The first time I visited the mountains of northwest North Carolina was shortly after Elk Knob State Park opened two decades ago. Facilities were sparse, trail even more so. But there was an old roadbed that plowed straight up the south side of the mountain, to the 5,520-foot summit. The climb was ridiculously steep and a mile-long — the actual trail that soon replaced it takes twice as long to reach the top, from the same trailhead. But oh, the payoff. From the summit looking north is a 180-degree panorama that you could spend a day taking in.
The northern mountains of North Carolina have the least amount of public land in the high country, yet the few places that are open to exploring offer some of the best adventures in the state.
- Elk Knob State Park, for instance, located between Boone and West Jefferson, has one of the best mountaintop views in the state (see photo at top) from its 5,520-foot summit, a sweeping look east, north and west into Virginia and Tennessee. (And the 2-mile climb to get there is swell as well.)
- Mount Jefferson State Natural Area towers above the town of Jefferson, and if you’re not up for the 1,000-foot vertical climb to the top, you can drive to the top and hike around this 4,465-foot mountaintop.
- Pond Mountain. Love Mount Rogers in Virginia but aren’t crazy about the crowds? Pond Mountain, a joint venture by the Blue Ridge Conservancy and N.C. Wildlife Resources Commission, is a similarly open and exposed mountain that also has that wide-lonesome feel of the West.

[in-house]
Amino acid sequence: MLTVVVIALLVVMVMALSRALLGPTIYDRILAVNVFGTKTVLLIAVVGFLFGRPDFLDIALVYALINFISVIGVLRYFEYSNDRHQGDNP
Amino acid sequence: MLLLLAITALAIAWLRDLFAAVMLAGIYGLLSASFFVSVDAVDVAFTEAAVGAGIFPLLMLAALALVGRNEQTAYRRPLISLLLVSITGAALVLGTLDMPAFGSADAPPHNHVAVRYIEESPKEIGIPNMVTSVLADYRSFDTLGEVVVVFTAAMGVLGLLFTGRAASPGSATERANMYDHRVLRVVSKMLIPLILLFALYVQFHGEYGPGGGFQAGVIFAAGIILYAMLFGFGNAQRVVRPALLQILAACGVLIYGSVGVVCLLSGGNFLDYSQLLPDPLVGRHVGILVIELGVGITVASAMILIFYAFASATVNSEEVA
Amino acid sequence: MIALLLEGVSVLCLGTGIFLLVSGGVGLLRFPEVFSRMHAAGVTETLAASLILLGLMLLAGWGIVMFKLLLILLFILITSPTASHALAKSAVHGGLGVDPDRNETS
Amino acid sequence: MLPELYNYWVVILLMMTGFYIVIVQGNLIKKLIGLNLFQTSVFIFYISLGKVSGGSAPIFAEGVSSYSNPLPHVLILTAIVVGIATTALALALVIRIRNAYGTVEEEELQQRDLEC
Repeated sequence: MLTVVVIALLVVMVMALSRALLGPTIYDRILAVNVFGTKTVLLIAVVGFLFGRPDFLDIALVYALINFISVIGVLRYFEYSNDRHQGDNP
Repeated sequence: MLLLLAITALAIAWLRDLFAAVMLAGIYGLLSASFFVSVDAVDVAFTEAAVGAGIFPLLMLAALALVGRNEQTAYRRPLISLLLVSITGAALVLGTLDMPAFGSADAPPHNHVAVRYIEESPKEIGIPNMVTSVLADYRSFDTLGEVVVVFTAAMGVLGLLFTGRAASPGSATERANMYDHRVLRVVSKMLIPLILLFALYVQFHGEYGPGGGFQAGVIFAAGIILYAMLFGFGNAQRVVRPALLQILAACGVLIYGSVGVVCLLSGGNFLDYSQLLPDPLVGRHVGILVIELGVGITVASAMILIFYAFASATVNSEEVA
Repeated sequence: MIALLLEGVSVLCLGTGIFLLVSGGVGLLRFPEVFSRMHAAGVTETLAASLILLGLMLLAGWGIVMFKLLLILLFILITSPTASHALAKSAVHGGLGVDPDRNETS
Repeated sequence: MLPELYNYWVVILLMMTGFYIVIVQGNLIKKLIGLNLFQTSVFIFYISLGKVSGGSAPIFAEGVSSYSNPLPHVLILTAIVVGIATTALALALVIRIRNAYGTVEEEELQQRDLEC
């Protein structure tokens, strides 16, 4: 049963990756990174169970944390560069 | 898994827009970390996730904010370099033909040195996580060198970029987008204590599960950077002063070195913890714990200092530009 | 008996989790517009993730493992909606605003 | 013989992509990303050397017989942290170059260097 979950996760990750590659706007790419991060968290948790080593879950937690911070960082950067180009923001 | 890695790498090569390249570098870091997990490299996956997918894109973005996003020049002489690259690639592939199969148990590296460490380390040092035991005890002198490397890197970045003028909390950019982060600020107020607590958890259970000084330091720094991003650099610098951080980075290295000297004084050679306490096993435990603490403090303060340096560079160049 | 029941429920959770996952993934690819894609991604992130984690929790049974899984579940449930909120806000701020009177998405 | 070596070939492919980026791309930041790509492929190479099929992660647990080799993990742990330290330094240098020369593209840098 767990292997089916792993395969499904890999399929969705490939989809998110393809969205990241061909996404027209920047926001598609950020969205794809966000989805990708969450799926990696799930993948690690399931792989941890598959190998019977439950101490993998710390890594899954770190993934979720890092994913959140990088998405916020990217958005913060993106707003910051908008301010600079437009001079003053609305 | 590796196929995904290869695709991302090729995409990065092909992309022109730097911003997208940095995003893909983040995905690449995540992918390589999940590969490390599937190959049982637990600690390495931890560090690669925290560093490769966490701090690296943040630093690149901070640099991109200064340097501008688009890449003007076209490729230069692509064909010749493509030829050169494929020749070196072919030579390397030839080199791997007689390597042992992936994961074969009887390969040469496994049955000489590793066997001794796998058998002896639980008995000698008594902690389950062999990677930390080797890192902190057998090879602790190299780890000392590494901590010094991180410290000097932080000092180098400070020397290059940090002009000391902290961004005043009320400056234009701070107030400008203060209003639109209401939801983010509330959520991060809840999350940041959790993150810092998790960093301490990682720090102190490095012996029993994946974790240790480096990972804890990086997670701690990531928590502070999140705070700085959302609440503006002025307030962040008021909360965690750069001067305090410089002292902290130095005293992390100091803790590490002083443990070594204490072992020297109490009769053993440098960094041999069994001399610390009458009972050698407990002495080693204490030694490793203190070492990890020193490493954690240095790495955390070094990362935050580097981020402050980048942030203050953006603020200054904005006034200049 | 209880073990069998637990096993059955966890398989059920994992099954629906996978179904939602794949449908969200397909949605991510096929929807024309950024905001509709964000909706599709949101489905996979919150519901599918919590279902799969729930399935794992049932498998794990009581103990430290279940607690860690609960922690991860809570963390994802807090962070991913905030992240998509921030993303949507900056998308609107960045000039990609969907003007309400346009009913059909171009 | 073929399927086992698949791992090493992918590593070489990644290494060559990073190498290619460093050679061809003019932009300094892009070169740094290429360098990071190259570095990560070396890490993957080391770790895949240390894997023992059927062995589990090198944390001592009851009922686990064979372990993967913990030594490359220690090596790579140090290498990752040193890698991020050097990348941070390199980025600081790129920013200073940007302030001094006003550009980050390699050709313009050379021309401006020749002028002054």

- New River. One of the oldest rivers in the world and one of the most relaxing to paddle (you can even hike along its banks).
That’s just a taste of the adventure to be had at the Year of the Trail Weekend Festival in West Jefferson Aug. 4-6. The event is sponsored by the towns of West Jefferson, Lansing and Jefferson; Ashe County; the Blue Ridge Conservancy; the New River Conservancy; and, the N.C. Department of Natural and Cultural Resources’ Hometown Strong initiative.
On Saturday’s final hike of our 2018-2019 Winter Wild hike series, we decided to add an extra mile or so. It was a mile of trail I hadn’t hiked.
This past weekend I hiked 4.8 miles on three trails with a combined elevation gain of nearly 4,000 vertical feet. That’s an average grade of about 14 percent.